I was in the sixth grade when I had my first taste of alcohol. My mom offered me a glass of our neighbour's sweet (and quite boozy) homemade fruit wine and I downed it. When her back was turned, I continued to sneak glasses of wine until I felt giggly and lightheaded, and then nauseous and tired. I guess you could say I had my first hangover at 11 years of age. This is not a confession that makes me proud.
I'm not sure why my mom let me try alcohol when I was that young. Maybe that's how she was raised, or perhaps she believed I wouldn't like the taste and be turned off. If it was the latter, it worked—the horrible feeling from that hangover stuck with me for a long time. Whatever my mother's rationalization, though, that experience is the biggest reason why I refuse to let my eight-year-old son and five-year-old daughter try a sip of alcohol at all.
Call me old-fashioned, but I don't think kids and booze should mix, despite the common thinking that giving kids a sip or two will teach them restraint. It's been dubbed the "European model" —the idea that introducing kids to alcohol at an early age will teach them responsible drinking habits and lessen the overall appeal—and there are examples of parents and children toasting a meal with a glass of wine all over social media in the name of this approach. The practise is often brought up by my husband who thinks it's OK to let the kids take a sip of alcohol. But a recent report published in the Journal of Studies on Alcohol and Drugs suggests that kids who try alcohol before the sixth grade are five times more likely than their peers to have been drunk by the time they reach high school.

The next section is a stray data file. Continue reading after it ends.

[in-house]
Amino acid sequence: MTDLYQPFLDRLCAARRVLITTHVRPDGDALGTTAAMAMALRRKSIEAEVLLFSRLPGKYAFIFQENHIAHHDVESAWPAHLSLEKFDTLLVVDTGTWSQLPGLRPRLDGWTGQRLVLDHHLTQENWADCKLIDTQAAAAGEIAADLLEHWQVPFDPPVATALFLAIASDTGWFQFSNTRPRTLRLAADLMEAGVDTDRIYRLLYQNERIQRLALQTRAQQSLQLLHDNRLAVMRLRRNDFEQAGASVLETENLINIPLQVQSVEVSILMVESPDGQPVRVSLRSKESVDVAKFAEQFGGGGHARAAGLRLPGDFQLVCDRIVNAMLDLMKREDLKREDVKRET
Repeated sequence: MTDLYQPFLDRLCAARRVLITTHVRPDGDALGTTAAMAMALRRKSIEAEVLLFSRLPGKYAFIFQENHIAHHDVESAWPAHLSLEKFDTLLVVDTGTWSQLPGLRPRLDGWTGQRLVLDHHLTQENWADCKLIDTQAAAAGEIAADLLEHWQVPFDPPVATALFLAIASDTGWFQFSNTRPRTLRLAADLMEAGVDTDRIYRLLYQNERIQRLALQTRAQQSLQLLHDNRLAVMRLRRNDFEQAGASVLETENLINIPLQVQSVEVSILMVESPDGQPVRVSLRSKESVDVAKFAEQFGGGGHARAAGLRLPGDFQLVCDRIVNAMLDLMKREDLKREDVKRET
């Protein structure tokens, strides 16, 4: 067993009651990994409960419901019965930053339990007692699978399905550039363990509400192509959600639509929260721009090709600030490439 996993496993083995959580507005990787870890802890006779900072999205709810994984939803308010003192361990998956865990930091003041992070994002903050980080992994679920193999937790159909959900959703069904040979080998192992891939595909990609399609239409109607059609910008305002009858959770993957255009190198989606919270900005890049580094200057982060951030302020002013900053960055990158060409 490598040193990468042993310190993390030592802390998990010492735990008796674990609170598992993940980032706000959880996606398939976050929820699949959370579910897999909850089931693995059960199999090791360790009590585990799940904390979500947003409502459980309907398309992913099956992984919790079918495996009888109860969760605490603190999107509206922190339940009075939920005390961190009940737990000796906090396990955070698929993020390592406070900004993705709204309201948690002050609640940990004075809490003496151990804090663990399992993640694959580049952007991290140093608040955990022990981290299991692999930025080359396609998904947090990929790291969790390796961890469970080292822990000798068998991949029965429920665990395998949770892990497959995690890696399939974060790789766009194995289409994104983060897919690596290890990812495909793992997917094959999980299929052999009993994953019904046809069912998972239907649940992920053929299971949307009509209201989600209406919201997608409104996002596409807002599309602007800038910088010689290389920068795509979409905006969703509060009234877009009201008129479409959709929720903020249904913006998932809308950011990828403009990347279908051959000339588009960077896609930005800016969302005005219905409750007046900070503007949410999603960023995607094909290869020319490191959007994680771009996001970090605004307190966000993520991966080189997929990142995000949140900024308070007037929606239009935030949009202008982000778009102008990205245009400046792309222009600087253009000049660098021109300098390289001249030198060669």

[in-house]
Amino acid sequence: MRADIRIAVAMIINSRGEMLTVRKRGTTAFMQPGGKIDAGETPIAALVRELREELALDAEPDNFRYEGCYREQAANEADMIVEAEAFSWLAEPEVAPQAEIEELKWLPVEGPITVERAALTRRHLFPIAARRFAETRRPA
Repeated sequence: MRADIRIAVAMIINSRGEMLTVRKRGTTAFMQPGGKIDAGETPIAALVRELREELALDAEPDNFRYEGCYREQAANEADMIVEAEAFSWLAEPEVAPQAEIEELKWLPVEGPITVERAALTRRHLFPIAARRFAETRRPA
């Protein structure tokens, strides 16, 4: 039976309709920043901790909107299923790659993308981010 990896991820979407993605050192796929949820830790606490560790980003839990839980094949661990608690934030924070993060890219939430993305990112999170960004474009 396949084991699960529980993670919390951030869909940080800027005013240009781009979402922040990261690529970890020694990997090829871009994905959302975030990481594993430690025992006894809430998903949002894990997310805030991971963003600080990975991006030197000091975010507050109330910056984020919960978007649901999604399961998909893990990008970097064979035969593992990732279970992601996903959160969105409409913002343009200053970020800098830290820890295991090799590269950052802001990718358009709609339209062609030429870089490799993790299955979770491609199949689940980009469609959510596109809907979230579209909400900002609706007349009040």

Researchers from the Center for Alcohol and Addiction Studies at Brown University looked at data from a three-year web-based study to see if they could find a correlation between when students first took a sip of alcohol and their drinking habits in later years. Of the 561 Rhode Island middle school students involved in the study, almost 30 percent reported they'd tried alcohol before the sixth grade. The statistic that alarmed me, however, was that those same kids were five times more likely to have had a full drink by the time they reached the ninth grade and four times more likely to have binged or been drunk by the time they reached high school. In contrast, less than two percent of non-sippers had ever been drunk or binged.
Despite these findings, there's no proof that these early sips of alcohol are to blame. "We're not saying your child is doomed," says lead researcher Kristine Jackson in a press release. She also stresses parents shouldn't panic if they've already let their child have a taste of alcohol. "We're not saying it's OK or not OK for parents to allow this," says Jackson, whose team also looked at other factors that influence underage drinking, including parents' drinking habits and any history of alcoholism.
Jackson does worry, however, that those early sips send a mixed message about alcohol. "At that age, some kids may have difficulty understanding the difference between a sip of wine and having a full beer," she explains. She believes her findings show the importance of providing kids with "clear, consistent messages" about drinking.
Rather than hoping a taste of my favourite bitter and hoppy beers is a deterrent to my kids sneaking their own sips, I'd much rather take Jackson's advice and model responsible alcohol use. My husband and I talk about the dangers of drinking and driving with the kids and we don't refer to having a glass of wine as a way to relax (there's no "mommy needs her wine" jokes in our house). I'm not naive enough to think that my kids will be teetotallers until they're adults, but I see no reason for any child to drink, especially in light of this research.
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